Sorry bud but I think it is a bad idea. As much as I want to cuddle up with some birds and love on them…Not unless you are going to eat them.

ohVaNiLLaGoRiLLa's avatar

Those two birds would be a lot of work. I have a green cheeked conure and they are supposedly one of the most quiet birds you can get but he still makes a lot of noise. Also maintenance on birds is somewhat high since you have to clean out their cage a lot and they throw seed all over the place. He bites every once and a while too. Sometimes he breaks the skin but being a small bird its never that bad but a bird of that size might hurt more. If you’re not careful moths could start living in their food and infest your house, not easy to get rid of. Plus birds “poo” a lot and birds of that size it would be quite large especially in the morning after they wake up. But birds can be potty trained but accidents do happen >_> I knew a woman once who trained her bird to fly back to his cage when it had to go but if you get their wings clipped you obviously cant do that.

here’s a picture of my bird on my very messy desk haha

I’ve had him for about 7 years now so if you have any questions feel free to ask.

Dutchess_III's avatar

I think everyone has said everything here is to say. Could you babysit someone’s bird for a while or something to get an idea of what you might be in for?

marinelife's avatar

1. You need some bird experience or at least an expert to call on.

2. Birds need access to their people a lot. You can’t just leave them in another room.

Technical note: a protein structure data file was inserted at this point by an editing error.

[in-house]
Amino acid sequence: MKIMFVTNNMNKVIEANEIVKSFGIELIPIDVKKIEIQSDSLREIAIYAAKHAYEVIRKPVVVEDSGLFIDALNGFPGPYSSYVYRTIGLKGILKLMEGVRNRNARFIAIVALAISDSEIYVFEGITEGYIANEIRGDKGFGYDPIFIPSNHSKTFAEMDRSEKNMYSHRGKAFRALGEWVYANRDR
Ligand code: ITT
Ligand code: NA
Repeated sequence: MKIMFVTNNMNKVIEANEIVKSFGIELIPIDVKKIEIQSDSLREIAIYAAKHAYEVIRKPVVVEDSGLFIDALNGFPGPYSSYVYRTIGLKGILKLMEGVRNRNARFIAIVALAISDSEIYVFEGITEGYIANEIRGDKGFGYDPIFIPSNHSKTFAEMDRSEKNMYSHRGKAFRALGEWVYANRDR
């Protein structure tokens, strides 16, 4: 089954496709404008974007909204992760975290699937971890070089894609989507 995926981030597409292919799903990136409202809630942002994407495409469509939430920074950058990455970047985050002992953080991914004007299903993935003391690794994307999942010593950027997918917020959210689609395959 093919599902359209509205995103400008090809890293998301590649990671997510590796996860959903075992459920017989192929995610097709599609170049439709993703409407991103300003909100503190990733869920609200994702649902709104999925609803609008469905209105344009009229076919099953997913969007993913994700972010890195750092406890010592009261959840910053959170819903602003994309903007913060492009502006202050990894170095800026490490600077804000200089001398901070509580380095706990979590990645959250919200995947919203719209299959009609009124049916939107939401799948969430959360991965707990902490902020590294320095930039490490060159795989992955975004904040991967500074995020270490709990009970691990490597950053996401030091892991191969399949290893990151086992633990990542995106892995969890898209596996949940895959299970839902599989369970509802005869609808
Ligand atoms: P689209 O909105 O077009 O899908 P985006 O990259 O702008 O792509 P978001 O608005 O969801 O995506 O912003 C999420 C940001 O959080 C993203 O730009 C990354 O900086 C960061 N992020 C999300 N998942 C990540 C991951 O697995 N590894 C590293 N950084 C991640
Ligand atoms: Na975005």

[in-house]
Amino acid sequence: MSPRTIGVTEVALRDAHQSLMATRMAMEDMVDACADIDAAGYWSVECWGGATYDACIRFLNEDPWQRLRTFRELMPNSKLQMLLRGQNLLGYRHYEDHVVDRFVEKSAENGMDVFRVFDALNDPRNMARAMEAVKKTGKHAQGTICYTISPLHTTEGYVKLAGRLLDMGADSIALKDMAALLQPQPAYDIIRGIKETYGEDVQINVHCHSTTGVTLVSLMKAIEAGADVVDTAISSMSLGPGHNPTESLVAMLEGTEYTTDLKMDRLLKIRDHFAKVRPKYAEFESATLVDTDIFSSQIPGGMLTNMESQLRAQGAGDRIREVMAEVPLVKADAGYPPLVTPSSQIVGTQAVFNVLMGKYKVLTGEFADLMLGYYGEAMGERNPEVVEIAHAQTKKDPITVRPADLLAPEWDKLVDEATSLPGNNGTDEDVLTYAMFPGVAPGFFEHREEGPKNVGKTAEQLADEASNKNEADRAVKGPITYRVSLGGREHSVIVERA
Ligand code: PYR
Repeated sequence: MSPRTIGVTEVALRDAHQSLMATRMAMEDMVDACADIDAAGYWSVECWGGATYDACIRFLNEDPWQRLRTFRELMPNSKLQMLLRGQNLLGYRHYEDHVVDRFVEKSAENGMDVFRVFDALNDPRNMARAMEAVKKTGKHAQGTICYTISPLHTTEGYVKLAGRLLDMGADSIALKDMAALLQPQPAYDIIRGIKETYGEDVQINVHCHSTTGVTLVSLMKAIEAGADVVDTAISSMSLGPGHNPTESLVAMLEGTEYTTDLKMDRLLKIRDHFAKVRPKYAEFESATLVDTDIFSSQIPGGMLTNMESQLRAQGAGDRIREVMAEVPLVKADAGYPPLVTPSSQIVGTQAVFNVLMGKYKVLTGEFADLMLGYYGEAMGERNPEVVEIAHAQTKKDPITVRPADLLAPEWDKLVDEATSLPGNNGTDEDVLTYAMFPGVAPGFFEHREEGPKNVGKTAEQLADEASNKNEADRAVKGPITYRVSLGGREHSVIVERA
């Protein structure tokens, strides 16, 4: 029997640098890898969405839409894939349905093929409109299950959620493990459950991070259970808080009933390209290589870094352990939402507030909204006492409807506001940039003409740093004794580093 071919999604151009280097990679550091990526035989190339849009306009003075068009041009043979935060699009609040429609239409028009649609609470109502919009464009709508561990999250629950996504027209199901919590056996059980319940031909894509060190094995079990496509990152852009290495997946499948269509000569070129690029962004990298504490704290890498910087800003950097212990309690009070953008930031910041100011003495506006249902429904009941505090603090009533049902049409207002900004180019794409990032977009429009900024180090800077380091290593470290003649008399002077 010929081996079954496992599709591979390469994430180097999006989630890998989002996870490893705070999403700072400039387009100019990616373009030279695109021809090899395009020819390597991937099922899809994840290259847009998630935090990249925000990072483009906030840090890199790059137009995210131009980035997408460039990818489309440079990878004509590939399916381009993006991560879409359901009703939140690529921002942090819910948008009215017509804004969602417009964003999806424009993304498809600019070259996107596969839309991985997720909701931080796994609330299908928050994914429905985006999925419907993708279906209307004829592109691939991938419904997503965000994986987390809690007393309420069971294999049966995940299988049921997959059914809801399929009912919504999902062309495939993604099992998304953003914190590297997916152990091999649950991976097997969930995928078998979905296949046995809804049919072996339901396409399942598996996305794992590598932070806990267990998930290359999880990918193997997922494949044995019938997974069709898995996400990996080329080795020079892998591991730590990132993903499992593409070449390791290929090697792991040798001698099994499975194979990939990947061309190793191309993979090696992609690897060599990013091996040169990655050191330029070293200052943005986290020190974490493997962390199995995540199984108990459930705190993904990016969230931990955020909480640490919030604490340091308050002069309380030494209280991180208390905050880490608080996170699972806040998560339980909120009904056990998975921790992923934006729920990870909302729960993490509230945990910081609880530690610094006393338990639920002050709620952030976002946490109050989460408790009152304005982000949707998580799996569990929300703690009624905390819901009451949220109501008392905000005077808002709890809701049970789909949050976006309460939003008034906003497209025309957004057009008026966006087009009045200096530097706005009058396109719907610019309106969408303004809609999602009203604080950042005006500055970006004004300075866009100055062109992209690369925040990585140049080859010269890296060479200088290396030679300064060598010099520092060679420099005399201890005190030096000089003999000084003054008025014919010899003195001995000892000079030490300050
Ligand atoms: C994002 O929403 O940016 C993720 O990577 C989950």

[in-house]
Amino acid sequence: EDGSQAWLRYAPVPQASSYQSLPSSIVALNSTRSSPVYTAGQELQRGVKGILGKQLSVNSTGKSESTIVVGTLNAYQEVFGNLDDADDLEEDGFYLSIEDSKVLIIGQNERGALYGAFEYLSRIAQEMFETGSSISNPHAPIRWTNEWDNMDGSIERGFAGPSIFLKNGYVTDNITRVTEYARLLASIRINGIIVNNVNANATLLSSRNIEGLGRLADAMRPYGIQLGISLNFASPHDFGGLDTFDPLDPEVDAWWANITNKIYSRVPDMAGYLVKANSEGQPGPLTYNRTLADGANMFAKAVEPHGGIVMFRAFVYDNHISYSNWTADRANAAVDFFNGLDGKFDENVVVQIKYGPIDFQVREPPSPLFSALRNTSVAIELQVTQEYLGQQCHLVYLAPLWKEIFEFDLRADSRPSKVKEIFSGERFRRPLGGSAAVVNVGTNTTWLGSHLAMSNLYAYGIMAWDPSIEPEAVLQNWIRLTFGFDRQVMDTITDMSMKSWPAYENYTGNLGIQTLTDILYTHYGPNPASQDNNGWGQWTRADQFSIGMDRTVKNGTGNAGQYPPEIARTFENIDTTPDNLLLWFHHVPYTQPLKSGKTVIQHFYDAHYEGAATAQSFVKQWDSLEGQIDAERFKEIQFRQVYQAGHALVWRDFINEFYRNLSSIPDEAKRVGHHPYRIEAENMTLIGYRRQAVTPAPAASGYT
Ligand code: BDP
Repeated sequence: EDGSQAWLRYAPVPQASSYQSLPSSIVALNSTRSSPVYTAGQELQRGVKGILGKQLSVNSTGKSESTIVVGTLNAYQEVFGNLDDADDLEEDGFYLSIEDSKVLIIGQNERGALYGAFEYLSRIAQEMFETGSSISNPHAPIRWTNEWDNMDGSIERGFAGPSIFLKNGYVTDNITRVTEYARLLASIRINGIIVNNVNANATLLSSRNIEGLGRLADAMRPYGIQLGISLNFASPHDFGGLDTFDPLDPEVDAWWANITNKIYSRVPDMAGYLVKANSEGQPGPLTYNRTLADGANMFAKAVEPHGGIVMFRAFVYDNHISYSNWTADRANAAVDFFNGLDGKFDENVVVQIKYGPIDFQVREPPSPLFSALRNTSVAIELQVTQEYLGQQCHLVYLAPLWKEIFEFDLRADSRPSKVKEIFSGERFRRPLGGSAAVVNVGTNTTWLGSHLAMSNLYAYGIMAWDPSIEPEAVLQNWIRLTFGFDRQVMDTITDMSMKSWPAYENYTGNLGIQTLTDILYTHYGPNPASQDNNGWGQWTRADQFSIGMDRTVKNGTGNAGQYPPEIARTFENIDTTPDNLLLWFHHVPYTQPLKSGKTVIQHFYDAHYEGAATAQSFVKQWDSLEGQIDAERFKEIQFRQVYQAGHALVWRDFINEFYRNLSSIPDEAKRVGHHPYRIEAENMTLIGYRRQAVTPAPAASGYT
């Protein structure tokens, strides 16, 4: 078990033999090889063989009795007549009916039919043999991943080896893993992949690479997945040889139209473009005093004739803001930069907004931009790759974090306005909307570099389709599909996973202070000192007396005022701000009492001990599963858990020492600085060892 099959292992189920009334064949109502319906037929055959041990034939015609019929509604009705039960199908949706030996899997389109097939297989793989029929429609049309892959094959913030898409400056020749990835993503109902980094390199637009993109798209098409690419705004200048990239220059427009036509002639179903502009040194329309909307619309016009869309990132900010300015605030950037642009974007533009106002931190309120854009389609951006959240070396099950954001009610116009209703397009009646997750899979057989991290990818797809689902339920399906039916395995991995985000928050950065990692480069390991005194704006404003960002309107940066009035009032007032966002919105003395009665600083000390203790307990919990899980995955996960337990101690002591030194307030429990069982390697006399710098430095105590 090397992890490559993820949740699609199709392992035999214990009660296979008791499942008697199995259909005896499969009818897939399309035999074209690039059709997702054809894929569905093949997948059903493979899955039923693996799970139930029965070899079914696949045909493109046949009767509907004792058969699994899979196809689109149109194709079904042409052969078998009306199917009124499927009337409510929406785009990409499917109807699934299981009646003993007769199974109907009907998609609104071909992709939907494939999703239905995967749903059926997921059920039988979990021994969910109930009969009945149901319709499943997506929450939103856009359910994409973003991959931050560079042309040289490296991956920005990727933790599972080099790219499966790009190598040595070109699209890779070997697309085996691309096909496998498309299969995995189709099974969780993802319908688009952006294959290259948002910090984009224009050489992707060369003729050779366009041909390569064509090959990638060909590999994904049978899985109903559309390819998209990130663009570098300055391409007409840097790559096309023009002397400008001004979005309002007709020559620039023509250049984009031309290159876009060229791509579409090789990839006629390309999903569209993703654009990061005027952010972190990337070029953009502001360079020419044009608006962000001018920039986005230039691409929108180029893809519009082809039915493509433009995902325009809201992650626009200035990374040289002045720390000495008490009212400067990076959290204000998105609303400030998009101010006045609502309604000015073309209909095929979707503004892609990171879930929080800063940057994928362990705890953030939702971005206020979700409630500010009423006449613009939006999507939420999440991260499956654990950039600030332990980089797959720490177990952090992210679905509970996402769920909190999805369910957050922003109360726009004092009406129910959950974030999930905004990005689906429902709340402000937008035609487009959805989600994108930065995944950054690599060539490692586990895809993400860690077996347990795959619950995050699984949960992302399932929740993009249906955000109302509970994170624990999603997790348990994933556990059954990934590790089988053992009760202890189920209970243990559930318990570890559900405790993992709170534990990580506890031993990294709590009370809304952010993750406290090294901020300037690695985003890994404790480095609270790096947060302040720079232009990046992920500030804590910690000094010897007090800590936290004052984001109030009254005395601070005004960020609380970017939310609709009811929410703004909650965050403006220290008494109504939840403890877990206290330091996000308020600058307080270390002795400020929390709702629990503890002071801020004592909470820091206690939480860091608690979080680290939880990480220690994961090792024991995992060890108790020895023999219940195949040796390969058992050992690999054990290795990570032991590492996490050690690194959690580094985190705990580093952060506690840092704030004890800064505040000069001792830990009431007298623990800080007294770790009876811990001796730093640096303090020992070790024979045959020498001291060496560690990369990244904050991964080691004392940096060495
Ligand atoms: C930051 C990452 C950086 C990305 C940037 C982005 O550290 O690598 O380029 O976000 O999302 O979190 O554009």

3. Some breeds of birds are noisy. There is no way to change that. Make sure you can live with it.

4. You need an expert to evaluate these birds (by observing them and interacting with them) to make sure they have not been emotionally damaged.

Bellatrix's avatar

I feel the way @judochop does about birds but since these birds are already captive and need a home, someone will need to take care of them. If you have support in terms of someone knowledgeable to ask questions of, I don’t see why it couldn’t be you. You do need to be very aware of the commitment though.

Can I reiterate, they can be very noisy. So, make sure you don’t have neighbours who are going to complain. My sister had a cockatoo and that bird could screetch and shout and talk very, very loudly. It started chattering and screetching at 4am (outside the bedroom window of the room I was sleeping in).

He also needed a night and day cage. He had a cage to go to bed in and a big, day cage.

@GoldieAV16 is right about how long they live too. Cockatoos are often willed to other people because they outlive their owners.

Make sure you have a local vet who knows how to treat your birds and check out how often you would need to take them for a check-up and what the costs would be.

They need fresh food too. Not just pre-packaged seed.

Sunny2's avatar

My experience was to visit an acquaintance who had 2 parrots. The noise was incredible. It isn’t that they squawk too much, it’s just so loud when they do. I could not consider living with one. I made excuses not to visit her again.

syz's avatar

A macaw is not a beginner bird.

You also haven’t mentioned your living situation (house, apartment), your financial ability to support the birds, your plans for enrichment, how much time you plan to spend with them each day, if you’ve found local veterinary care, whether you plan to have any other pets, if there are children in the household, what kind of diet you plan to supply, what kind of caging you plan to provide, what the temperament of the birds is, how much they’ve been handled, and whether you’re prepared for a 60–80 year obligation.

writingmylifeaway's avatar

As long as you know the basics, what they eat, etc, and you live somewhere where they can be outside in their cage as well as inside, I see no problem. But be sure you’re financially ready as well, and you can see a long life with these birds. If you decide to adopt them, remember they’re like feathery humans:)